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Bank of Japan
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1. As the strains in global financial markets are continuing and economic conditions are changing rapidly at home and abroad, Japan's financial system, which maintained stability on the whole, is gradually influenced in terms of financial intermediation function and robustness, mainly through the growing losses on securities and the rise in credit costs.
Since the autumn of 2008, financial conditions for firms' funding have been severe as seen in the declining function of CP and corporate bond markets. Against such a backdrop of the firms' severe financial conditions on the whole, Japan's financial institutions have retained the financial intermediation function accordingly, by supporting firms which have difficulty funding from capital markets. So far, the Japanese banks have shown robustness to a certain degree amid the turbulence of the global financial system, partly because they had been fortifying their financial bases, and also because they had limited investments to overseas structured credit products. Looking ahead, however, there is growing concern over the level of profits of financial institutions, and it is necessary to monitor closely how the banking sector will carry out the financial intermediation function adequately while it achieves sufficient robustness.
2. In terms of profits, a downtrend for the major banks and the regional banks has become obvious, reflecting the deterioration in the domestic and global economic environments. Looking at net income for the first half of fiscal 2008, the major banks posted their second consecutive declines year-on-year, and the regional banks recorded their third if the extraordinary factor was set aside.
The decline in profits became even more pronounced when the books were closed for the October-December quarter of 2008. Several factors were behind this deterioration in profits, including the increase in credit costs because of the economic downturn, significant deterioration in gains/losses on securities, and the declines in non-interest income. Meanwhile, banks' capital adequacy ratios as of end-September 2008 remained more or less unchanged.
3. The funding conditions for firms through capital markets have continued to be daunting, as witnessed by a substantial decline in the issuance of CP and corporate bonds and their widening spreads. Against a backdrop of the rapid fall in corporate sales and profits, the financial indicators concerning short-term debt or ability to pay interest have been deteriorating rapidly.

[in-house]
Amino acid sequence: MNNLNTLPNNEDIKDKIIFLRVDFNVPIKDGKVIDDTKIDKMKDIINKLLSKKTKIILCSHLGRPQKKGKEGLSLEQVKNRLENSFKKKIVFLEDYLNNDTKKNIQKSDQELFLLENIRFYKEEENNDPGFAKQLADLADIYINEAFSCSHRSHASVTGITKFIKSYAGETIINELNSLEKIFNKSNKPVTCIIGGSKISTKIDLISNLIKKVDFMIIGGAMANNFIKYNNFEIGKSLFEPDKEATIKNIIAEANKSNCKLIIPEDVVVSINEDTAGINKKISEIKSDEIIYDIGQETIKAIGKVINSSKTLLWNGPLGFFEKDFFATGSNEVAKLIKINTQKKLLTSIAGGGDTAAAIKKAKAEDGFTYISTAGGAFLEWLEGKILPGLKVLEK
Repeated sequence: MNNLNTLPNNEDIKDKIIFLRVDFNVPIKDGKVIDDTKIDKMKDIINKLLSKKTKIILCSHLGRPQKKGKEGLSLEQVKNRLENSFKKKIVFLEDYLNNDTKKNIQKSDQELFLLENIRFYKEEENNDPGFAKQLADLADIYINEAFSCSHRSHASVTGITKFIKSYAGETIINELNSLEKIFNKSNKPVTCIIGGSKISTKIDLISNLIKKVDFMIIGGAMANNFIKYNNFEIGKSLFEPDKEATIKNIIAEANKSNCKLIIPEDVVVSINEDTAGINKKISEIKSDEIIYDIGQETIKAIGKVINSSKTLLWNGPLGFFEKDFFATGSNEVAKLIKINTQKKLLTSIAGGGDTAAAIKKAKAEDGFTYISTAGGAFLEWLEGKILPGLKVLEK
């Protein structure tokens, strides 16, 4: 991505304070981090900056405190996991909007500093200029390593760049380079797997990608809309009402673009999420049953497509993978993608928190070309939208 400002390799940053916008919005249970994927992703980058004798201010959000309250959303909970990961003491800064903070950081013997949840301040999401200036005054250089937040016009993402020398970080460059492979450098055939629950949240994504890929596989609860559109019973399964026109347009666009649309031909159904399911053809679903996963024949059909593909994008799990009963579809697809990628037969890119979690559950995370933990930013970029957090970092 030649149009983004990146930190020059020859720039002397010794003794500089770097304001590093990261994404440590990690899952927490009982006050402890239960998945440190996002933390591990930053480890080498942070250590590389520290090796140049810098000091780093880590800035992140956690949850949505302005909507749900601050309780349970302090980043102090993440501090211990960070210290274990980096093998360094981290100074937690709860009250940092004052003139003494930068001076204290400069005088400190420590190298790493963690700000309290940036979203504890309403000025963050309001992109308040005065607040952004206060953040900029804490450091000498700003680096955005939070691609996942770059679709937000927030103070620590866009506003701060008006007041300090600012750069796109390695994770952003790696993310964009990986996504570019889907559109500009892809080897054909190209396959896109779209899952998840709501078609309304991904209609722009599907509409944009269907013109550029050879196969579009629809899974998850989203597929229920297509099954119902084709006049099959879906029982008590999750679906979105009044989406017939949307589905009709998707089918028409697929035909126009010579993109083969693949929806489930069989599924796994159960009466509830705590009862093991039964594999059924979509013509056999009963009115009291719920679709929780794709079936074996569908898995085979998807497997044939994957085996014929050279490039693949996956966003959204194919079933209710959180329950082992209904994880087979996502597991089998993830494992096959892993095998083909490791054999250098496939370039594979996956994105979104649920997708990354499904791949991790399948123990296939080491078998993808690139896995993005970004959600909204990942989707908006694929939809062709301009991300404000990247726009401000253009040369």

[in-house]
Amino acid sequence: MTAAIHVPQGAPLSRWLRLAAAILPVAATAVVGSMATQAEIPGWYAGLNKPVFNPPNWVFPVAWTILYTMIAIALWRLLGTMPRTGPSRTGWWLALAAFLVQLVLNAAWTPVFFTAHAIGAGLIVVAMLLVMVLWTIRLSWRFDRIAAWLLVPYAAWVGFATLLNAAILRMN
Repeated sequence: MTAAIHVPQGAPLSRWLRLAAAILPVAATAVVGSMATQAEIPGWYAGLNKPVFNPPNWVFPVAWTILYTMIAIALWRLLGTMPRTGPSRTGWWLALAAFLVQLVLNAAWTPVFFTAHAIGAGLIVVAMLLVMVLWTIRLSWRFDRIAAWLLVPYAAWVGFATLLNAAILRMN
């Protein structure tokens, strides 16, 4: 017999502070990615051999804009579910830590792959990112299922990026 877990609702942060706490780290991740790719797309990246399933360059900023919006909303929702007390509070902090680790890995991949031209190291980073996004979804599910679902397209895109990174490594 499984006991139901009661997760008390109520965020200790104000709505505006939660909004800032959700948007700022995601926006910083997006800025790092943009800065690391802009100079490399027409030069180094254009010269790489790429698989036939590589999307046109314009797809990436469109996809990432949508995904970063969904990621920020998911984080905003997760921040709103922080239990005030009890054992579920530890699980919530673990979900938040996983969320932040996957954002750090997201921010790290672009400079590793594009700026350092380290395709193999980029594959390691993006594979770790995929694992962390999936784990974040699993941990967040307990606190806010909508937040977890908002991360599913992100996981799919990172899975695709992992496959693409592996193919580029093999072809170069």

4. Bank lending to large firms has recently been increasing in response to increased funds demand, as those firms faced difficulties including the decline in the functioning of capital markets. Meanwhile, the funding conditions of small and medium-sized firms have continued to tighten, with the shrinkage in trade credits and a cautious lending stance by banks that have been concerned over the rise in credit costs associated with worsening business conditions. In this environment, financial institutions have been receptive to the expansion of the emergency guarantee system and other measures.
As such, with supporting firms' funding in the face of the declining function in capital markets, Japan's financial institutions have retained the financial intermediation function accordingly under the firms' severe financial conditions. Whether they will be able to respond properly to changes in firms' funds demand amid the worsening economy in the period ahead warrants careful monitoring.
5. In terms of the risks held by the banking sector, there has been an increase in credit risk, which had previously been in decline, for the major banks and the regional banks. In addition, market risk associated with stockholdings has increased for the major banks, and interest rate risk has increased for the regional banks. With declining stock prices, a substantial amount of both realized and unrealized losses on stockholdings has been reported amid a leveling off in the outstanding amount of banks' stockholdings. In the face of unstable stock prices at present, the management of market risk associated with stockholdings remains an important challenge for banks.